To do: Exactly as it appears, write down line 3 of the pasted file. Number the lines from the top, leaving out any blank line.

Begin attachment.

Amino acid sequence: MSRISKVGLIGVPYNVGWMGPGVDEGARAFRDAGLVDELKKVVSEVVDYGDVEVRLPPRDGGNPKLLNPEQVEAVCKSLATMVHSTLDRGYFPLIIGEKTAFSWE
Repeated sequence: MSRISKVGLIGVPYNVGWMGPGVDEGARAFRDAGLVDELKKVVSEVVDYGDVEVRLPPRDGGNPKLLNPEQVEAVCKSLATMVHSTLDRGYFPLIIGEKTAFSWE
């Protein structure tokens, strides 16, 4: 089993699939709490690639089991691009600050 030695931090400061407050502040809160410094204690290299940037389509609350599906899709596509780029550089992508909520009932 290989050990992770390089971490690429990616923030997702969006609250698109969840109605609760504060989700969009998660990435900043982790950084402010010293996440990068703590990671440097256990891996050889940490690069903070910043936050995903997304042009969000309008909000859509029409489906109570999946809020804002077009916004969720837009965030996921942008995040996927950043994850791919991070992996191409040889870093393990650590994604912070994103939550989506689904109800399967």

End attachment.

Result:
């Protein structure tokens, strides 16, 4: 089993699939709490690639089991691009600050 030695931090400061407050502040809160410094204690290299940037389509609350599906899709596509780029550089992508909520009932 290989050990992770390089971490690429990616923030997702969006609250698109969840109605609760504060989700969009998660990435900043982790950084402010010293996440990068703590990671440097256990891996050889940490690069903070910043936050995903997304042009969000309008909000859509029409489906109570999946809020804002077009916004969720837009965030996921942008995040996927950043994850791919991070992996191409040889870093393990650590994604912070994103939550989506689904109800399967």